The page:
The Last Post is a coda or more a tail with semi-autonomous wagging. For some strange reason of his own Ford moves the focus of the tetralogy to Mark the eldest and only surviving sibling of Christopher Tietjens. The other two brothers and a sister were killed in the war. Mark is very ill with T.B. and is in the care of Christopher and Valentine who are living in what toffs of that era called a cottage which today would be regarded as a fine house, with a thatched roof, beams, stairs of irregular rise, that sort of thing. Mark is in bed in a construction adjacent to the building that is open sided, the open air cure. We must remember that at this time the thermometer was regarded by doctors of the older generation as a dubious innovation. The first section of the book is the stream of consciousness of Mark’s French mistress whom he all along has refused to marry even though they have been together for 20 years. As the book opens we learn that he has married her particularly to spite the depredations of Sylvia the demon-wife of Christopher. The house Groby with its famous landmark cedar that is growing into one wall of the house is being let to rich Americans. They want to cut it down to let more light in on that side, a practico-symbolico touch.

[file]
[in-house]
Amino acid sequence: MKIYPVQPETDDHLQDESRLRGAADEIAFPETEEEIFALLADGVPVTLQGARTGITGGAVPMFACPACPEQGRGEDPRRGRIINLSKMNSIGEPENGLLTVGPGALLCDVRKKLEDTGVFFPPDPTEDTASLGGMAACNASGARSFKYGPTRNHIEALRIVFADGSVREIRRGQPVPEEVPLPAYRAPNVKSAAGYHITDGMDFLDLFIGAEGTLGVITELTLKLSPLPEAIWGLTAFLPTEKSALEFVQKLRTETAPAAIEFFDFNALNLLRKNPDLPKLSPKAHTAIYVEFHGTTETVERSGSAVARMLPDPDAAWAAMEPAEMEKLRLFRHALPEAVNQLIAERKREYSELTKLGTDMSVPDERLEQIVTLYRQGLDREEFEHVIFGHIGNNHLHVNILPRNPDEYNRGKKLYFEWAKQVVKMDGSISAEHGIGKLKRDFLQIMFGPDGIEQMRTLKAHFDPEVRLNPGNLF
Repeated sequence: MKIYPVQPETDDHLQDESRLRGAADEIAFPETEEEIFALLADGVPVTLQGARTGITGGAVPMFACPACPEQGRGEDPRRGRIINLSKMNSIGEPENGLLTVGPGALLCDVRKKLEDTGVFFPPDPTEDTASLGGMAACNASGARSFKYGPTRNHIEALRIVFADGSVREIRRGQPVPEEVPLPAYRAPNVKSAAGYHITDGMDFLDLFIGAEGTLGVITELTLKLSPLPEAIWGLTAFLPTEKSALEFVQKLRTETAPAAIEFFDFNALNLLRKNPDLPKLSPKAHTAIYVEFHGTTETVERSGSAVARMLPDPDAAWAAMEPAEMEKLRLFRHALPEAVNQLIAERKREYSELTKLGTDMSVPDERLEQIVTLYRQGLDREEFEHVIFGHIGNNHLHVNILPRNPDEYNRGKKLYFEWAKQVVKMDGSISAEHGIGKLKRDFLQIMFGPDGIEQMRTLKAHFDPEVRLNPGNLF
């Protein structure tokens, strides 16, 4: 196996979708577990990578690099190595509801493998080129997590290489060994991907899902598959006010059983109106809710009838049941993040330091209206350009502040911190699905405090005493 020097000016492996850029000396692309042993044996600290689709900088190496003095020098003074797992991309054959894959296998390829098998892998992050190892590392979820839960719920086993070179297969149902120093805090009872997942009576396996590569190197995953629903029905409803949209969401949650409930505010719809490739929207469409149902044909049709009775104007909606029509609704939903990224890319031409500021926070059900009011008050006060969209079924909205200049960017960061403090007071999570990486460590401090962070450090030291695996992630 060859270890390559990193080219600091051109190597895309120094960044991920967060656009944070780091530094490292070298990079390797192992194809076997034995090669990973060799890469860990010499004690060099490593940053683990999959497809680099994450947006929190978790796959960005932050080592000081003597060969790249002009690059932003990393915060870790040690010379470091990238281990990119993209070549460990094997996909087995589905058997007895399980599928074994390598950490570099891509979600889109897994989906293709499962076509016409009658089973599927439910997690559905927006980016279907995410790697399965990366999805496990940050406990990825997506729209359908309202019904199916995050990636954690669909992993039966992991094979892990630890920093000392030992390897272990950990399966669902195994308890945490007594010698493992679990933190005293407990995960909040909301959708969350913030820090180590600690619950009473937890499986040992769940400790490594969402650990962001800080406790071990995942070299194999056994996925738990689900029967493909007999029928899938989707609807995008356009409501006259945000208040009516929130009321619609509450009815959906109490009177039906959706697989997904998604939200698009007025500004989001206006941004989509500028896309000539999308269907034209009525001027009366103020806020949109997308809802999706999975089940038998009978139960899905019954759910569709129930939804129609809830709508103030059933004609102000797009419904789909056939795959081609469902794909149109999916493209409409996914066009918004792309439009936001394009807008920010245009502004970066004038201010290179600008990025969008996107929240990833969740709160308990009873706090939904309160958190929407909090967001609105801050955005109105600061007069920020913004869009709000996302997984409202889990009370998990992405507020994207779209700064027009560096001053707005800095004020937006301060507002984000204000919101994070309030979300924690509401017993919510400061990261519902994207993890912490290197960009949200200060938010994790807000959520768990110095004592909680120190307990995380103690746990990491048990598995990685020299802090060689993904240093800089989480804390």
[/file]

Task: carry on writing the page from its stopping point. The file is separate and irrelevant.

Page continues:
Sylvia turns up and there is a denouement. There you have it. Ford in this book descends from the heights of the first three and has a little fun mocking French thrift and a chauvinism which descends to navette de Paris (a turnip), and the mania for varnish. Christopher who is now making a living from dealing in Old Furniture for the Americans although financially scotched by an American Jew middleman. As in practically all books in the English language of that era Jews are regarded as automatically dodgy. Finding them in a plot is like a shot of gophers standing above their holes as the wagon flees from Injuns across the prairie.
Could the book have been left out? I observe the piety of the author’s intent. Ford fecit and the whole is a masterpiece that requires a gentle bathos to culminate.
By the way I read it on line at a very useful site called the Hathi Trust.
The Last Post
Google have it with pages missing. Why? It’s out of copywright. The other three books are on Gutenberg Australia which has books from authors who died up to 1955 as against 1941 everywhere else.
As the centenary year of the Great War approaches and as a tie-in with the BBC mini-series I expect there will be re-printings. Extant editions are out there. In whatever format Parade’s End is one of the best books I’ve read in ages.